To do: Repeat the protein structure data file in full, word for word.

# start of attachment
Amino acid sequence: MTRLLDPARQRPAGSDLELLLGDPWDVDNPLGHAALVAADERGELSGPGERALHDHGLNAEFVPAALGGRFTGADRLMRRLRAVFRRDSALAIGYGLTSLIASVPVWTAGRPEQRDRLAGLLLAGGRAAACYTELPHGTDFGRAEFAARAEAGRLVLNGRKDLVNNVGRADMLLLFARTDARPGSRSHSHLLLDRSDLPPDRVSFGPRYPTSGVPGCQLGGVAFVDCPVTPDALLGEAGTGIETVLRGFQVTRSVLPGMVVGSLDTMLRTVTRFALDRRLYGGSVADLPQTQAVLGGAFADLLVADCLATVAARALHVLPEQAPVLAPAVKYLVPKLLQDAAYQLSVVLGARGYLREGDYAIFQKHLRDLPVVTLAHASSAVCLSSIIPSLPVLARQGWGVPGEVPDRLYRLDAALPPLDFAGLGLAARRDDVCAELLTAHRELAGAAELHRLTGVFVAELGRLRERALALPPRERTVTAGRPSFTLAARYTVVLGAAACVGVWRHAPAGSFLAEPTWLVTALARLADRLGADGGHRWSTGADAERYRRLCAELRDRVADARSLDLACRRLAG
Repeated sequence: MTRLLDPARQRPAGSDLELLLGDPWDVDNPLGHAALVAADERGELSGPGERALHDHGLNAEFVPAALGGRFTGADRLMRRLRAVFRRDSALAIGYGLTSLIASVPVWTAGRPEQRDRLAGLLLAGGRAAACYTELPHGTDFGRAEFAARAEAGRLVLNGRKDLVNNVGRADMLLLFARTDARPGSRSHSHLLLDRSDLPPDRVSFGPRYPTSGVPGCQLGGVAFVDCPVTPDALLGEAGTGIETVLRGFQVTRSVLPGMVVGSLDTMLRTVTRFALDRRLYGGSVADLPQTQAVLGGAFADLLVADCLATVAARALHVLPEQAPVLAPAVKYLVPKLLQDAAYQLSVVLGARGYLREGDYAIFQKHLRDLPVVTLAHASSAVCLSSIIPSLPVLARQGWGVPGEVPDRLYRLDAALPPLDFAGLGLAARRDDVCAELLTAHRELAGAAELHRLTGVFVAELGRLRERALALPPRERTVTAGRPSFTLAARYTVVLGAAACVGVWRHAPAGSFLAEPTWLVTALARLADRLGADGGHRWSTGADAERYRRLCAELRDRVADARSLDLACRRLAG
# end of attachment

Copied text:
Amino acid sequence: MTRLLDPARQRPAGSDLELLLGDPWDVDNPLGHAALVAADERGELSGPGERALHDHGLNAEFVPAALGGRFTGADRLMRRLRAVFRRDSALAIGYGLTSLIASVPVWTAGRPEQRDRLAGLLLAGGRAAACYTELPHGTDFGRAEFAARAEAGRLVLNGRKDLVNNVGRADMLLLFARTDARPGSRSHSHLLLDRSDLPPDRVSFGPRYPTSGVPGCQLGGVAFVDCPVTPDALLGEAGTGIETVLRGFQVTRSVLPGMVVGSLDTMLRTVTRFALDRRLYGGSVADLPQTQAVLGGAFADLLVADCLATVAARALHVLPEQAPVLAPAVKYLVPKLLQDAAYQLSVVLGARGYLREGDYAIFQKHLRDLPVVTLAHASSAVCLSSIIPSLPVLARQGWGVPGEVPDRLYRLDAALPPLDFAGLGLAARRDDVCAELLTAHRELAGAAELHRLTGVFVAELGRLRERALALPPRERTVTAGRPSFTLAARYTVVLGAAACVGVWRHAPAGSFLAEPTWLVTALARLADRLGADGGHRWSTGADAERYRRLCAELRDRVADARSLDLACRRLAG
Repeated sequence: MTRLLDPARQRPAGSDLELLLGDPWDVDNPLGHAALVAADERGELSGPGERALHDHGLNAEFVPAALGGRFTGADRLMRRLRAVFRRDSALAIGYGLTSLIASVPVWTAGRPEQRDRLAGLLLAGGRAAACYTELPHGTDFGRAEFAARAEAGRLVLNGRKDLVNNVGRADMLLLFARTDARPGSRSHSHLLLDRSDLPPDRVSFGPRYPTSGVPGCQLGGVAFVDCPVTPDALLGEAGTGIETVLRGFQVTRSVLPGMVVGSLDTMLRTVTRFALDRRLYGGSVADLPQTQAVLGGAFADLLVADCLATVAARALHVLPEQAPVLAPAVKYLVPKLLQDAAYQLSVVLGARGYLREGDYAIFQKHLRDLPVVTLAHASSAVCLSSIIPSLPVLARQGWGVPGEVPDRLYRLDAALPPLDFAGLGLAARRDDVCAELLTAHRELAGAAELHRLTGVFVAELGRLRERALALPPRERTVTAGRPSFTLAARYTVVLGAAACVGVWRHAPAGSFLAEPTWLVTALARLADRLGADGGHRWSTGADAERYRRLCAELRDRVADARSLDLACRRLAG